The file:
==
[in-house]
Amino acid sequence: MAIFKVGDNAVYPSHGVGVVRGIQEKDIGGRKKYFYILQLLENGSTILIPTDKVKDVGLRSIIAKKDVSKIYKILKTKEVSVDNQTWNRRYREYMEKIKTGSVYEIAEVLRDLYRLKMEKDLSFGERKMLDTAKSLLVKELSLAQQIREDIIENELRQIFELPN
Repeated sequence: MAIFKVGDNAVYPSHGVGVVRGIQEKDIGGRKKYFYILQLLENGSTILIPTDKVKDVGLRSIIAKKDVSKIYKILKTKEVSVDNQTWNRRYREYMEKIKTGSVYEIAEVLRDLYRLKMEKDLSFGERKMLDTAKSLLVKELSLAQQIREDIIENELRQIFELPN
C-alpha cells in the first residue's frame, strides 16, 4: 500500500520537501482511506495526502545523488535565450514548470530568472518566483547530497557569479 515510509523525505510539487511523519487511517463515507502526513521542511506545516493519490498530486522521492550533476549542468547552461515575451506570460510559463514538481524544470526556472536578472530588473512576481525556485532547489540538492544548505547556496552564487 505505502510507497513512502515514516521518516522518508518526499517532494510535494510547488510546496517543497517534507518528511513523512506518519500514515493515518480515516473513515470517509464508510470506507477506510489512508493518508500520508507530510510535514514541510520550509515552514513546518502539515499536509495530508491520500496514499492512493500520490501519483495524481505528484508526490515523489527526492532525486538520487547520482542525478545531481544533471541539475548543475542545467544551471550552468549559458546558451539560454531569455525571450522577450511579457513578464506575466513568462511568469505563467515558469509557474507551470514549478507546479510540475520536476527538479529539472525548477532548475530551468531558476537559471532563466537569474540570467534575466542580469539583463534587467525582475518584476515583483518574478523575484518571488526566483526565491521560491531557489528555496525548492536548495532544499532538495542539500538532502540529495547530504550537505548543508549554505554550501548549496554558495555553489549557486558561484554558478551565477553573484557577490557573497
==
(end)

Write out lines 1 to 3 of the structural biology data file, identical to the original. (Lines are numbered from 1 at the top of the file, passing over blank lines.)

[in-house]
Amino acid sequence: MAIFKVGDNAVYPSHGVGVVRGIQEKDIGGRKKYFYILQLLENGSTILIPTDKVKDVGLRSIIAKKDVSKIYKILKTKEVSVDNQTWNRRYREYMEKIKTGSVYEIAEVLRDLYRLKMEKDLSFGERKMLDTAKSLLVKELSLAQQIREDIIENELRQIFELPN
Repeated sequence: MAIFKVGDNAVYPSHGVGVVRGIQEKDIGGRKKYFYILQLLENGSTILIPTDKVKDVGLRSIIAKKDVSKIYKILKTKEVSVDNQTWNRRYREYMEKIKTGSVYEIAEVLRDLYRLKMEKDLSFGERKMLDTAKSLLVKELSLAQQIREDIIENELRQIFELPN